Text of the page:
Editor’s note: This is the fourth installment in The Globalists, a regular series by global managers discussing international management issues, innovation and solutions. You can see other Globalists posts here.)
“Please make my employees more innovative and entrepreneurial.”
As a human resources development consultant, I get this request from Fortune 500 C-suite executives at least once a month.
“I can’t do that – only you can do that, “ I answer without fail.
And that’s when the argument starts.
There seems to be a common misconception among many management types that innovation and entrepreneurialism, or intrapreneurialism in the case of large enterprises, can be magically taught in a one-day soft skills seminar.
In reality, innovation and intrapreneurialism are fostered much more so by company culture than any particular skill set.
The fact that a corporate leader is looking to improve the creativity of his/her subordinates more often than not indicates organizational stasis at the top of the org chart rather than at its center.
Before there was Apple, there was Sony
Everyone wants to be the next Apple.
But before Apple there was Sony, one of the most innovative companies in history. And before Sony there was RCA (Radio Corporation of America), which in its heyday was to telecommunications then what Amazon is to e-commerce today.
Just as Apple upended Sony from its perch atop the consumer electronics industry, Sony had previously upended RCA.
RCA took consumers from print media to broadcast media. Sony took consumers from broadcast media to packaged media. Apple, among a handful of companies, has taken consumers from packaged media to networked media.
All three of these transitions were revolutionary. Disruptive innovation at its finest.
Sadly, RCA long ago departed from the business world, with its remnants now – ironically – owned by Sony. Sony, on the other hand, is still with us fighting for both relevancy and survival. Apple is apparently on its way to taking over the world.
Beginning in the late 1940s and continuing through the mid-1990s, Sony had an unparalleled run of consumer product innovations. From the miniaturization of the transistor radio to the home-use tape recorder to the VCR to the Sony Walkman to the Sony PlayStation, the company fundamentally altered the way the general public consumed media content, particularly entertainment.
Until Sony shook things up – and thanks to RCA’s influence – media was primarily consumed via broadcast to terminal devices. Families sat around their living rooms listening to the radio. By mid-century, televisions replaced radios as the center of home entertainment, a different product but largely the same business model.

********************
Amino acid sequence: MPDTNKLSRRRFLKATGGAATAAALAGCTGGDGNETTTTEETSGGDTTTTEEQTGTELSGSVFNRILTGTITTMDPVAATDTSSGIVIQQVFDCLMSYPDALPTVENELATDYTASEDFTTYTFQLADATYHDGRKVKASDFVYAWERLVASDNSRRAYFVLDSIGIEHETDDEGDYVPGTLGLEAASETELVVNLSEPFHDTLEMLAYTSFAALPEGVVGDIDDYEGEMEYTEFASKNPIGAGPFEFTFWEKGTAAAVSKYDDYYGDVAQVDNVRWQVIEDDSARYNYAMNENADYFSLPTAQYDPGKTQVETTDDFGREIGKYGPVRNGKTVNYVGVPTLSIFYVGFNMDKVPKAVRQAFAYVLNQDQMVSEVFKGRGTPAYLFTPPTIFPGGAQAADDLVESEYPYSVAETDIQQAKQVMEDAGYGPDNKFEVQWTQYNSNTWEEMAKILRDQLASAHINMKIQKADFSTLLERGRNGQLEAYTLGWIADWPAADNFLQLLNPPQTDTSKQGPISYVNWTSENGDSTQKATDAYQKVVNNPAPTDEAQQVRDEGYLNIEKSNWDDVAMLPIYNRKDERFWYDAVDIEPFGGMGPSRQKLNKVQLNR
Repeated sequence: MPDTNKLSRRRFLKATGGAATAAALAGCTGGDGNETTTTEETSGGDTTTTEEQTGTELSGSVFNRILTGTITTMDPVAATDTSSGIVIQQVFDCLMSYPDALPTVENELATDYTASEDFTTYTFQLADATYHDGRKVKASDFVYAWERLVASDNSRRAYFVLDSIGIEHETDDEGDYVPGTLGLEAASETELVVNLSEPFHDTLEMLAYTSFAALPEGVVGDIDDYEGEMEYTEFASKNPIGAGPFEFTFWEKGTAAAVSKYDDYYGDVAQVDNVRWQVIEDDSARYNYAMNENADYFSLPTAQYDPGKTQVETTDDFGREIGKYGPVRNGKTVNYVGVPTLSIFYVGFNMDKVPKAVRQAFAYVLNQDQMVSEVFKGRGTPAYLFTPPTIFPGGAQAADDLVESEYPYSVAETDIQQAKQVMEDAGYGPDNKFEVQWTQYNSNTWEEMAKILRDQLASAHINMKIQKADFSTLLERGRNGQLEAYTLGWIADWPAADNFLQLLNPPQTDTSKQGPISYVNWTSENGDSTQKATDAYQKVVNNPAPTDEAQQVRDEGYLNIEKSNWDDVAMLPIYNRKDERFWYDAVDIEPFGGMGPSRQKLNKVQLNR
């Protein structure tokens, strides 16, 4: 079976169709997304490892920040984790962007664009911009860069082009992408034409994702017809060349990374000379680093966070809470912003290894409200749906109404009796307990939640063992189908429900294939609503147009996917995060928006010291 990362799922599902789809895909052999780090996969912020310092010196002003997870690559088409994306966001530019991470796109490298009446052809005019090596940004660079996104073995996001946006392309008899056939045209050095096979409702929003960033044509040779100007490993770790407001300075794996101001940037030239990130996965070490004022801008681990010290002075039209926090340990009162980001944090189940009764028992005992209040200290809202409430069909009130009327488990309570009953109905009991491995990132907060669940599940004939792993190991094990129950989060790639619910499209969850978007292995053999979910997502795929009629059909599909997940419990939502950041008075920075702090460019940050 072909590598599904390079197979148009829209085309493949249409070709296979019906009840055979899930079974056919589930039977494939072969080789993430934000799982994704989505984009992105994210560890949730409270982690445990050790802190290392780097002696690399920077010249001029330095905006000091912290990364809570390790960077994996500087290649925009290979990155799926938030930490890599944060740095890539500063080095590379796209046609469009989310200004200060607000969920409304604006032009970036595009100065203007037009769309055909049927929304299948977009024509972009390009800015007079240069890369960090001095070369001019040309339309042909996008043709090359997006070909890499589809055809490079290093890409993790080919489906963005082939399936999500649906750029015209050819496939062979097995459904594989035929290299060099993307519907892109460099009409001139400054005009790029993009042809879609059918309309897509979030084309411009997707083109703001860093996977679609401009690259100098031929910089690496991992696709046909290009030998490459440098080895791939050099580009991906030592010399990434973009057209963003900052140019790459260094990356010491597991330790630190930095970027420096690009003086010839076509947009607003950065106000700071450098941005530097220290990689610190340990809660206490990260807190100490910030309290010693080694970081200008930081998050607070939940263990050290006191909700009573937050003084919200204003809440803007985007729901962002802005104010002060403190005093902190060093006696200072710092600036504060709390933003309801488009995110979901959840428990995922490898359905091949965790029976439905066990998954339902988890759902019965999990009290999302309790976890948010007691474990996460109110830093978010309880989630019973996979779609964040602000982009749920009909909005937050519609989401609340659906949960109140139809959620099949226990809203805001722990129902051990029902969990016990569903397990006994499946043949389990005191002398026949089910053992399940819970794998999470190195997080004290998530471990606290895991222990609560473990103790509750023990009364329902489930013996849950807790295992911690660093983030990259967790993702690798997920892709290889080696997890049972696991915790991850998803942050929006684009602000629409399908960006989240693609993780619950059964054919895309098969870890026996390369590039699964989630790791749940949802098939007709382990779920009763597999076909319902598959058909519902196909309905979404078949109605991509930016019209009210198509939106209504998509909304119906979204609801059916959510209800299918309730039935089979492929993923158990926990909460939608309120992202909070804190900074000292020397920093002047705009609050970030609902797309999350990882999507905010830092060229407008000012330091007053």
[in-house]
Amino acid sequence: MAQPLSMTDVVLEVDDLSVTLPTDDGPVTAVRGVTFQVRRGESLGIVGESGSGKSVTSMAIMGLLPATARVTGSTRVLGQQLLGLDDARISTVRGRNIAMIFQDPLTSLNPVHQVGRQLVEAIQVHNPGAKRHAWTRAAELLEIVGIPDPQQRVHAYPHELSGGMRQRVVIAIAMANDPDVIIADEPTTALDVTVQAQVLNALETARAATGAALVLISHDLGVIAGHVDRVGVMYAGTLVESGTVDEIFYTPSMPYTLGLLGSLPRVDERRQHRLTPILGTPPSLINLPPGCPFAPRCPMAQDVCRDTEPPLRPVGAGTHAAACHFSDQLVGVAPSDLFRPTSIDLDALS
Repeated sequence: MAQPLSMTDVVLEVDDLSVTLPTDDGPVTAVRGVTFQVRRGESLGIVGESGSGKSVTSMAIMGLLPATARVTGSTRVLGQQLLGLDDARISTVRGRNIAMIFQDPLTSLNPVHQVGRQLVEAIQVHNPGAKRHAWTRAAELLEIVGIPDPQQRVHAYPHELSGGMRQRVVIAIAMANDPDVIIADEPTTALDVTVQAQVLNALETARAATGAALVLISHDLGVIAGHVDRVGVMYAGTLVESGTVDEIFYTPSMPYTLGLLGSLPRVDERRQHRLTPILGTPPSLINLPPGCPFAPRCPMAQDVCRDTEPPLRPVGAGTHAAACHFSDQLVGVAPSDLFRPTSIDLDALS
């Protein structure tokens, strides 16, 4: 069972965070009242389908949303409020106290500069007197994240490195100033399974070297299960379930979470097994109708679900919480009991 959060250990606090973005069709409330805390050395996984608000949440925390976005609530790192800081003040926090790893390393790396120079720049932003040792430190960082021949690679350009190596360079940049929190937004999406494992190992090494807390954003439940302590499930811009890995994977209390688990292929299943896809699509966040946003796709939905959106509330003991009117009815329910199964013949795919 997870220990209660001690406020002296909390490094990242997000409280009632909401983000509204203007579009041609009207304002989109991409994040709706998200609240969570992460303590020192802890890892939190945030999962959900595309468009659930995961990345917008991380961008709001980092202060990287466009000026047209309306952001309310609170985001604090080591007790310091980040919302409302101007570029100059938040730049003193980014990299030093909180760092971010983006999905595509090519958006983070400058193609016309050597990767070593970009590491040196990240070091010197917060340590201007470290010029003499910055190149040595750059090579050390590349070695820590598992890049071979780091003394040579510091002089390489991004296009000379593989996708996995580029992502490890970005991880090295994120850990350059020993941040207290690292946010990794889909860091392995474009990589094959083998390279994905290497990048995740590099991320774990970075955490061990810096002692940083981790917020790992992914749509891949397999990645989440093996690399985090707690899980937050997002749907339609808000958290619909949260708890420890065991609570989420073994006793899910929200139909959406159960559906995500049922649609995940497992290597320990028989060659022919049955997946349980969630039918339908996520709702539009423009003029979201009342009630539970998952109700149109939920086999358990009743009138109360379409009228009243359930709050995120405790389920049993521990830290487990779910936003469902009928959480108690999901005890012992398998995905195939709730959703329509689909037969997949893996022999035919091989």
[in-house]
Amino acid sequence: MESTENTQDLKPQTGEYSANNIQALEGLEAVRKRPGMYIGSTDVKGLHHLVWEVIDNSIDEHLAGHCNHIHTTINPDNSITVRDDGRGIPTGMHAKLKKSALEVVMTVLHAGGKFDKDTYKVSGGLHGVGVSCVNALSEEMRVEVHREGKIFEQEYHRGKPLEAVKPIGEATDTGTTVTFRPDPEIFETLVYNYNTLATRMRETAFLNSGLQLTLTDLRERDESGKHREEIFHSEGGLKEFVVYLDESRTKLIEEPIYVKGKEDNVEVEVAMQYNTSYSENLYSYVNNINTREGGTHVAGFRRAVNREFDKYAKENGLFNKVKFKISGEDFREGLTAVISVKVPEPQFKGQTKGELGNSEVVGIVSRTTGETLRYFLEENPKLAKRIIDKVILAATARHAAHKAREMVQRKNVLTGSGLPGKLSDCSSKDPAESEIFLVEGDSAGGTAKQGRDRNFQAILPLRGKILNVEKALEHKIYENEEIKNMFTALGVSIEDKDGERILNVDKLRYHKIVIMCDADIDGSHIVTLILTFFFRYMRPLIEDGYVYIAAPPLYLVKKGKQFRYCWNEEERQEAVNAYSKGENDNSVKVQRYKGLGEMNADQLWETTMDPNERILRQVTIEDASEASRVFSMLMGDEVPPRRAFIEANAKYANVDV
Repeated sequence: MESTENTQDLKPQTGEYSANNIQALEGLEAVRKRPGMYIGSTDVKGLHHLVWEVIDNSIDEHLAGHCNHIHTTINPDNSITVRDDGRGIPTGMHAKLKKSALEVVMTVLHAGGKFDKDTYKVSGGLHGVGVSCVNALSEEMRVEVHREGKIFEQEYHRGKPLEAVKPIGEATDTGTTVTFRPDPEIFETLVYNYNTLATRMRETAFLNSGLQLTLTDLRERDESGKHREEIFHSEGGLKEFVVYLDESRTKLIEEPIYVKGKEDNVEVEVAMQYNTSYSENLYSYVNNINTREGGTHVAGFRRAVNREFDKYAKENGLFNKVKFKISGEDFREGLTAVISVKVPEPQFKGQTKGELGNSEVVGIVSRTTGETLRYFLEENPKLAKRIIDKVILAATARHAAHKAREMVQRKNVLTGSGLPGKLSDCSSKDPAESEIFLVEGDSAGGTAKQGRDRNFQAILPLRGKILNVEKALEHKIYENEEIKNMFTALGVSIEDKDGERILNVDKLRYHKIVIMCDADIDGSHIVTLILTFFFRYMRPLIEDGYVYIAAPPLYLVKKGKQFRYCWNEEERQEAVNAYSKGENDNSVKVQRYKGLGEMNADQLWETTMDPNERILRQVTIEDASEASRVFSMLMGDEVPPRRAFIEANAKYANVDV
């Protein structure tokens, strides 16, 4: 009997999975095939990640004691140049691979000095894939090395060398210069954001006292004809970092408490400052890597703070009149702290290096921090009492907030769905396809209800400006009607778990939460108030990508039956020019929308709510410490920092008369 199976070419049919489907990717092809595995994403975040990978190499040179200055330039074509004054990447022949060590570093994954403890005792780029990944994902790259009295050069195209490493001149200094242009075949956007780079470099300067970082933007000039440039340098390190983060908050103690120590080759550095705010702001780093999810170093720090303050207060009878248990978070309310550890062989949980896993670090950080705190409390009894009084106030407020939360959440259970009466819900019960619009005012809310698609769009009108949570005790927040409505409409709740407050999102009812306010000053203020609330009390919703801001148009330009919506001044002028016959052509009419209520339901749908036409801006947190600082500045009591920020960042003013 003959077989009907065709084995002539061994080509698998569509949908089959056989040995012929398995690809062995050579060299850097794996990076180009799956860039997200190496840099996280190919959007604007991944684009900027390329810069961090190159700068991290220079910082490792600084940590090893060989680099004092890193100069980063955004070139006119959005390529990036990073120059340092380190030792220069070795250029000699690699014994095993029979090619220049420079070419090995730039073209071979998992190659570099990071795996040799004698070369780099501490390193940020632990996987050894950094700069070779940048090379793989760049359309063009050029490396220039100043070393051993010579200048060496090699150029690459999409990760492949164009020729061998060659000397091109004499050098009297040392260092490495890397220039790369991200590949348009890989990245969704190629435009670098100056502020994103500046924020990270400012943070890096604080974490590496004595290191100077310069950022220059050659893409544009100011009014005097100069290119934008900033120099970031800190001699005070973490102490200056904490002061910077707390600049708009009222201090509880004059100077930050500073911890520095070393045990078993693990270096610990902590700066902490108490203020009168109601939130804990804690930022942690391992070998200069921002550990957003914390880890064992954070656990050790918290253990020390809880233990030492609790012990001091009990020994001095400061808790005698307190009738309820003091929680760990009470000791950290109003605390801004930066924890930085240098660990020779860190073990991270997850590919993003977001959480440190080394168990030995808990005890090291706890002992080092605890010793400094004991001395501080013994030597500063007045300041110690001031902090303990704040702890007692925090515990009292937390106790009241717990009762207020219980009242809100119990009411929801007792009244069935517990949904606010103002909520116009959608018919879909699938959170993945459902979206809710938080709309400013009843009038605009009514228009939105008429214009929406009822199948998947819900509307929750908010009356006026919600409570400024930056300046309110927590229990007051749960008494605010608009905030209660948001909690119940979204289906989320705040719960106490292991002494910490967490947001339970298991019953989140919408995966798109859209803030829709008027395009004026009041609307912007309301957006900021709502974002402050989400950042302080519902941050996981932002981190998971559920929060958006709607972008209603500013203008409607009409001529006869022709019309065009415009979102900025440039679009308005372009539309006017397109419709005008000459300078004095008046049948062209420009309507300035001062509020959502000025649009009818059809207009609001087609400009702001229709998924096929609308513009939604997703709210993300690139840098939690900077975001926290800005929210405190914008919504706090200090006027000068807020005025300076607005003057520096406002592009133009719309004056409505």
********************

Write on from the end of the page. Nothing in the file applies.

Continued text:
Sony gave consumers portability and accelerated a shift toward packaged media content. Again, fundamental changes in the way supply interacted with demand. RCA was soon an afterthought.
Yet since the late 1990s, Sony has been in a non-stop nosedive.
No risk, no reward
While the reasons are too complex for a deep dive in this column, it is safe to assume that all 125,000-plus employees did not suddenly lose their innovation mojo overnight.
Rather, something within the internal environment changed. It could have been anything from groupthink to a reprioritization along the process-outcome continuum. Somehow the organization became more risk averse and less disruptive … and ultimately stopped innovating.
As media consumers raced into the networked era led by the likes of Apple, Sony dumped hundreds of millions of dollars into a next-generation DVD battle with Toshiba and fought a fruitless war with lower-cost television manufacturers in developing countries.
Rather than reflecting poorly on the lack of innovativeness amongst Sony employees, these were simply poor strategic decisions on which Sony’s leaders kept doubling down. Instead of pursuing disruption, Sony embraced the familiar.
A company that once drove change now resisted it; a company that once created consumer trends now failed to acknowledge them.
As companies become comfortable, others are there to replace them. However, the root causes of demise often lie within the incumbent organizations themselves and cannot be chalked up solely to the new kids on the block.
Founder Masaru Ibuka was surely rolling over in his grave as Sony squandered its resources fighting 20th century battles in the 21st century.
After all, the founding purpose of the company was to “establish an ideal factory that stresses a spirit of freedom and open-mindedness” symbolizing Sony’s spirit to challenge “what has never been done before.”
It’s as if Ibuka were channeling the yet-to-be-born Steve Jobs. To his credit, Sony followed through on his grandiose vision by producing a string of “world’s first” innovations.
Innovative leaders do not need to come up with innovations themselves. However, they do need to foster a company culture that values it. Companies must be willing to encourage disruption, embrace risk and accept failure.
Innovation isn’t taught within the middle layers of an organization, it’s enabled from the top.
About the author:
Albrecht Stahmer is a Paraguayan-born German-American who grew up in the United States. He has lived and worked in New York, Miami, Hong Kong, Guangzhou and Tokyo and currently calls Singapore home.
As a senior trainer and management consultant, he helps clients solve talent-development challenges across Asia-Pacific.
Albrecht considers himself a management guru – bad management, to be precise, having worked for five companies that declared bankruptcy. These experiences have given him keen insights on management misalignment, which he writes about in this column.
When not musing on management issues, he scours the globe in pursuit of the world’s best bourbon bars.